Summary: An appeal to extend Christ’s ministry of reconciliation to the divorced and remarried children of God.


Matthew 23.4

"They tie up heavy loads and put them on men’s shoulders, but they themselves are not willing to lift a finger to move them."

INTRO: Let me say up front that I believe that marriage is meant to be a permanent covenant between one man for one woman, forever. Although I have experienced the terrible trauma of divorce, I am not a proponent of it. I contend that no one hates divorce more than a Christian who has been through one. But I have a concern that goes beyond the breakdown and collapse of a Christian marriage.

A. For example, what do we do with William S., whose wife abandoned him, filed for and gained a divorce and then remarried her adulterous lover? Rather than his church embracing and comforting him, he now lives alone in an empty unfurnished apartment and is no longer allowed to hold his volunteer office as Boy Scout director in the church he has been a member of for more than twenty years "until he gets his personal life sorted out." He is lonely, confused and angry and readily admits his culpability in the attitudes and failures that led his wife to her life-shattering decision to leave. He is a man virtually without family, friends or church. Although he is assured by his church that "we are praying," no one calls or visits. William feels twice wounded, once in his own home and again "in the house of his friends" (Zech.13.6). He sits alone in depression and remorse night after night and has confessed that he has fantasized about suicide more than once. Meanwhile his church indifferently goes about the business of church, a business in which William no longer has a part. He is, in practice, shunned and ostracized, stigmatized by a personal failure he regrets more than anyone else. "I feel like an outcast, or something," says William. "It’s like I got this big capital ‘D’ tattooed on my forehead so that everyone can avoid me, something like that big Scarlet ‘A’ I read about in college."

B. More painful stories.

1. In reply to a recent article concerning divorced Christians, here are some response letters to the editor of a denominational publication revealing the depth of frustration among divorced people toward the church and its ministry to them:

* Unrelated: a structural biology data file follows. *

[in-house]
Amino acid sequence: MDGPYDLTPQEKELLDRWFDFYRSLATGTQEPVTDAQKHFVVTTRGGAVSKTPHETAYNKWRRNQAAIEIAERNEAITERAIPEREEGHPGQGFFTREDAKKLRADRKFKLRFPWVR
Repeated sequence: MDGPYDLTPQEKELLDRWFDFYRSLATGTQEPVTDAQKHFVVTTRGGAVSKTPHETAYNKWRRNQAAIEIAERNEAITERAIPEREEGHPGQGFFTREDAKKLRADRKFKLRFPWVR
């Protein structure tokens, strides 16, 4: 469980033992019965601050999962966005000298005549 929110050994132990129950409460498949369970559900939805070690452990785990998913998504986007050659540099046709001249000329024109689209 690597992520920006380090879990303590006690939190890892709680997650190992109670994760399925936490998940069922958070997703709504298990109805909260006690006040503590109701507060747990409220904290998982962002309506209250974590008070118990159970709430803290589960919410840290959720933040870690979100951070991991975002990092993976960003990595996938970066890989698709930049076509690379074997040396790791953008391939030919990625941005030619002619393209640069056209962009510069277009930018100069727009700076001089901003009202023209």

a. "I wish [the church] understood how much I needed them, how hurt, troubled, lonely and spiritually vulnerable I was and how their silence built a wall that separates us. . . . I didn’t realize they needed to see my bruises to believe there were abuse issues. Most of all, I wish they understood how much they could have helped, how desperately I longed for someone to pray with, someone to touch, to talk with, to hear my pain. Not acknowledging my presence and tears as I sat by them in the pew pierced my soul so that it is now safer to worship at home in front of the TV. I still need to hear from them." --Bonnie, Wisconsin

b. "Why should divorce be viewed as different from any other sin? Singles are on the fringe of the church; divorced singles are on the outer edge of that fringe. . . . Is there a stigma that congregations don’t want to catch or have influence their children?" --Ennis, Michigan

c. "Divorce is the death of a relationship. No one brought me divorce casseroles, sent sympathy cards or put a book in the library in memory of this death. But I truly grieved this experience." --Sandra, Pennsylvania

d. "My divorce happened 15 years ago. But I remember that I felt as if the church had abandoned me and my ex-wife. We needed to be surrounded with God’s forgiving love.’" -- Tom, California

e. "I’ve lost a lot of family and friends due to their ignorance about divorce. I wish they could lean on their faith and use it to open a door in their hearts to support, love and understand. Love from God, family and friends makes it possible to rebuild our lives and self-esteem. . . . At times I feel very alone. The extended hand of someone who cares would be a great lift". --Debbie, Pennsylvania

f. Our congregations ignore those who have gone through divorce and tend to drive them away. In 1988 I struggled with whether to continue to make church a part of my life. Since then I’ve been part of three congregations where the nuclear family orientation has often felt oppressive. At one the pastor clearly expressed, ‘We are too small to service those who are not part of a nuclear family.’" --James, Illinois

B. The divorced/remarried Christian has become the modern leper -- the person everyone feels sorry for but no one wants to touch. They are the outcastes of evangelical Christianity, the forever dishonored and perpetually stigmatized, the Hester Prynnes of the Church, forced to wear their nefarious scarlet "D" just as Hester wore her scarlet "A." It is as though the divorced and remarried Christian is a threat to the idea of the nuclear family advanced by the church and are, therefore, in many Christian circles, treated as adversaries and not allies in the cause of Christ.

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